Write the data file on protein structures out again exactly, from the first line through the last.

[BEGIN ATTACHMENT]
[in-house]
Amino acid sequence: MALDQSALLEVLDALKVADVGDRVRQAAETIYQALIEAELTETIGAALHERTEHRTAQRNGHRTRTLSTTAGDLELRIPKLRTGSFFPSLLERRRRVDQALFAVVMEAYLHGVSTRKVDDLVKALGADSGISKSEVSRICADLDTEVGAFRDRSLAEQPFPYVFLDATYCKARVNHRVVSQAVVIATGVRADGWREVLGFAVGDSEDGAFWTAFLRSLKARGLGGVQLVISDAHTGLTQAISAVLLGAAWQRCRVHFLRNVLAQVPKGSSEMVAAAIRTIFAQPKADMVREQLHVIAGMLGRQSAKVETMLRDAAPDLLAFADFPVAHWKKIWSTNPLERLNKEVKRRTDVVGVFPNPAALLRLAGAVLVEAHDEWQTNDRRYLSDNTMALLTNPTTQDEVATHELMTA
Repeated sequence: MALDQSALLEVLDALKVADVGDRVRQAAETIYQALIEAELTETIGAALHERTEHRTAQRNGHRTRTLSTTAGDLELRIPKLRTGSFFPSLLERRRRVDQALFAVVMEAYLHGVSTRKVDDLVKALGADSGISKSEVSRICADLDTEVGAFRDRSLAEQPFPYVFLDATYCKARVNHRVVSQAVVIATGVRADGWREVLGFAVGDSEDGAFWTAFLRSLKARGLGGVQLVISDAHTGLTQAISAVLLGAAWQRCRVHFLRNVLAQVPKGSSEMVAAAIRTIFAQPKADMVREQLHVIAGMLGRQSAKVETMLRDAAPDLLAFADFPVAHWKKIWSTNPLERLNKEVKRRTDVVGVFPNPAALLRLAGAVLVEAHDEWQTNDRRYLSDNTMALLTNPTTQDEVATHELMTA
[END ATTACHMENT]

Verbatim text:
[in-house]
Amino acid sequence: MALDQSALLEVLDALKVADVGDRVRQAAETIYQALIEAELTETIGAALHERTEHRTAQRNGHRTRTLSTTAGDLELRIPKLRTGSFFPSLLERRRRVDQALFAVVMEAYLHGVSTRKVDDLVKALGADSGISKSEVSRICADLDTEVGAFRDRSLAEQPFPYVFLDATYCKARVNHRVVSQAVVIATGVRADGWREVLGFAVGDSEDGAFWTAFLRSLKARGLGGVQLVISDAHTGLTQAISAVLLGAAWQRCRVHFLRNVLAQVPKGSSEMVAAAIRTIFAQPKADMVREQLHVIAGMLGRQSAKVETMLRDAAPDLLAFADFPVAHWKKIWSTNPLERLNKEVKRRTDVVGVFPNPAALLRLAGAVLVEAHDEWQTNDRRYLSDNTMALLTNPTTQDEVATHELMTA
Repeated sequence: MALDQSALLEVLDALKVADVGDRVRQAAETIYQALIEAELTETIGAALHERTEHRTAQRNGHRTRTLSTTAGDLELRIPKLRTGSFFPSLLERRRRVDQALFAVVMEAYLHGVSTRKVDDLVKALGADSGISKSEVSRICADLDTEVGAFRDRSLAEQPFPYVFLDATYCKARVNHRVVSQAVVIATGVRADGWREVLGFAVGDSEDGAFWTAFLRSLKARGLGGVQLVISDAHTGLTQAISAVLLGAAWQRCRVHFLRNVLAQVPKGSSEMVAAAIRTIFAQPKADMVREQLHVIAGMLGRQSAKVETMLRDAAPDLLAFADFPVAHWKKIWSTNPLERLNKEVKRRTDVVGVFPNPAALLRLAGAVLVEAHDEWQTNDRRYLSDNTMALLTNPTTQDEVATHELMTA